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First announced in 2006, it's taken some five years for Dead Island to arrive, and the end result is an ambitious, open-world first-person action title that borrows many elements from other games - most notably, Dead Rising, Borderlands and Left 4 Dead - while still trying to carve out an identity of its own.
The game is nothing like the memorable trailer; non-playable characters serve to give you quests rather than provide any emotional attachment, while most of the suspense is provided by chance encounters with respawning zombies rather than carefully directed scares. The focus throughout is one of co-operative play, with the missions and progression system tailored for this purpose. Up to four players can tackle the campaign, fending off the infected population while performing a range of standard-issue fetch quests, among other diversions. The overall feeling you get from the game is that Dead Island is an uneasy mix of game styles that's being marketed as an emotionally gripping horror romp on a lavish, sun-drenched island.
While the gameplay and thin storyline might disappoint those expecting something different, much care and attention has been devoted to the creation of the game's setting: the island of Banoi. Here the technology powering the game - Techland's in-house Chrome Engine 5 - showcases exactly what it is capable of: huge, detailed vistas boasting a high level of intricate environmental detail.
The technology seems like a good fit for the game, although there are a few limitations which prevent it from fully realising Techland's vision. Given the huge level of detail on offer, the engine can only render six or seven characters on screen at once without an impact on the smoothness of the action, giving the distinct feeling that the player has missed the most interesting and exciting events that have taken place on the island. There are also a few streaming issues which result in a fair amount of object pop-up, and from a performance and image quality standpoint, screen-tear is a real problem.
It's interesting to note that many of these issues are present in all three releases - PC, PS3 and 360 - hinting that while some platform-specific optimisations have taken place, not all of these have been deployed without some significant side-effects, borne out by some of the differences we see between the three games. As per the norm we kick off with head-to-head video of the Xbox 360 and PlayStation 3 games, backed up by a Dead Island triple-format 720p comparison gallery.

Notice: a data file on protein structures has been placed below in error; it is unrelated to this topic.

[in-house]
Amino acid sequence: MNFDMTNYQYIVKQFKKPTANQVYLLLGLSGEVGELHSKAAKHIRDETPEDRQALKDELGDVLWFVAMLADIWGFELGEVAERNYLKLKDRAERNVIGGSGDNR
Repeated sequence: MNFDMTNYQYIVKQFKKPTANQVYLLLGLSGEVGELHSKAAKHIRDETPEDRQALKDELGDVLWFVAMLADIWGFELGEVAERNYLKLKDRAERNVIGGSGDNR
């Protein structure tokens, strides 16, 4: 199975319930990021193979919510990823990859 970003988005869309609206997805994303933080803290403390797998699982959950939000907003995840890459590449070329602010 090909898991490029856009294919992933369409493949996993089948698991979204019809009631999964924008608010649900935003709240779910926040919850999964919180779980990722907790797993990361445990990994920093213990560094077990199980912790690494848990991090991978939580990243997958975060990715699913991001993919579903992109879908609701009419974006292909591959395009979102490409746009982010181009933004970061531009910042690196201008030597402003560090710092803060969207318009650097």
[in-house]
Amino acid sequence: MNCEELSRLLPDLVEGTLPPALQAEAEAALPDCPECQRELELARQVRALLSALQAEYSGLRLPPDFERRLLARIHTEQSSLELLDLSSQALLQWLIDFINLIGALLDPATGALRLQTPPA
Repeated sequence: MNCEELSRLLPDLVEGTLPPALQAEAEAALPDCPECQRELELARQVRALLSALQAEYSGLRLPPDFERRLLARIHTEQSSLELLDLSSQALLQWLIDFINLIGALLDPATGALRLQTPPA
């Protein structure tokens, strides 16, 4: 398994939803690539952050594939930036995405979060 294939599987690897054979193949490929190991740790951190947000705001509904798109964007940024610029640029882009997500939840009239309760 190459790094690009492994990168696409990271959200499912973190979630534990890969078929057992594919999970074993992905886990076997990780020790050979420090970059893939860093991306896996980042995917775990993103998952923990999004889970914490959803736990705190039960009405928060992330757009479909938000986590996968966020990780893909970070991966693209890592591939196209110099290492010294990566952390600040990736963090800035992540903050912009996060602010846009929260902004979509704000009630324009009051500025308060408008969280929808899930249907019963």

Dead Island features a similar core rendering set-up to Call Of Juarez: The Cartel. A native 720p framebuffer is present on the PS3, while on the 360 we see the use of a lower 1200x720 resolution instead. Anti-aliasing is provided by a custom post-process solution, which is implemented on both console versions of the game.
In terms of the basic comparison, there really isn't much difference between the two platforms at all. We get the impression that the 360 version is a little softer, but this has very little impact on the overall look of the game. Other factors, such as the way the artwork is displayed when viewed from a distance and the gamma set-up of each console, do have an effect. For example, while we find that texture detail is basically identical on both, the PS3 has a clear filtering advantage, which does lead to a crisper-looking image - fine details are easily visible much further away from the camera than they are on the 360.
Gamma differences lead to colours looking a little more vibrant on the Microsoft platform, but at the expense of slight crushing of shadow details in dark areas - on a calibrated display these are clearly better handled on the PS3. This is a common occurrence on many games, and in this case can only be solved by both adjustment of the in-game gamma option and the equivalent settings on your HDTV.
Techland's post-process edge-smoothing solution also affects image quality on both formats to some degree as it attempts to smooth over geometry edges - there is some texture blur and general edge softness. The technique seems to fare quite well on large, chunky structures which feature less in the way of sub-pixel details. But on the more intricately detailed parts of the environment - fences, railings, foliage and trees - it does very little in dealing with edge shimmering and there are a fair amount of jaggies.
Outside of the small differences in resolution and image quality, there's very little to separate the two versions of Dead Island in terms of the graphical make-up of the game. The PS3 code features a slightly more intense motion blur implementation, while the gamma difference emphasises some of the game's post-processing effects - a good example of this is the Thug zombie in the first cut-scene situated at the Lifeguard station.
Interestingly, we see a curious situation with regards to the game's streaming system on the 360. As with many recent releases, Dead Island uses the streaming of art assets to maximise the level of detail on offer while making the most efficient use of the limited resources available on both consoles - there's simply no point in having all of the art in memory when a large amount of it won't even be displayed on screen at the same time, nor is this possible given the hardware limitations of both consoles.
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